The Bank of England (BoE) has opted to leave interest rates on hold after downgrading its growth forecast for the economy.
The BoE’s monetary policy committee voted unanimously to keep rates at 0.75%, in a widely expected decision.
It also downwardly revised growth forecasts for the UK economy, citing Brexit uncertainties and global trade wars for the more subdued figures.
In particular, the Bank of England highlighted market fears over the likelihood of a no-deal Brexit and the shock that could deliver to the economy.
In a statement, the central bank said:
“Globally, trade tensions have intensified. Domestically, the perceived likelihood of a no-deal Brexit has risen. Trade concerns have contributed to volatility in global equity prices and corporate bond spreads, as well as falls in industrial metals prices. Forward interest rates in major economies have fallen materially further. Increased Brexit uncertainties have put additional downward pressure on UK forward interest rates and led to a decline in the sterling exchange rate.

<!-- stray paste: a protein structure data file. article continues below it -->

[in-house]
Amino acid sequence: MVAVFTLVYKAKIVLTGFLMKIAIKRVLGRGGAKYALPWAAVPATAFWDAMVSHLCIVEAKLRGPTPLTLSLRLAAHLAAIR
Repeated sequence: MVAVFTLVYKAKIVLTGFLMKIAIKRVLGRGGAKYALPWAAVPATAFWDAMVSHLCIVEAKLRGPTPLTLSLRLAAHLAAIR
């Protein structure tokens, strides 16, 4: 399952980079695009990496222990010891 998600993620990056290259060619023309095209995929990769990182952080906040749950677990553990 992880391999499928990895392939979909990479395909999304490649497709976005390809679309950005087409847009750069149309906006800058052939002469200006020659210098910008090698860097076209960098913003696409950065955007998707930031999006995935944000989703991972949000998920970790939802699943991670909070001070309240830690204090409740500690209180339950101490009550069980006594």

As expected, recent UK data have been volatile, in large part due to Brexit-related effects on financial markets and businesses. After growing by 0.5% in 2019 Q1, GDP is now expected to be flat in Q2.”
The BoE has also commenced its search to find its next governor amid the departure of Mark Carney at the end of his term in January 2020.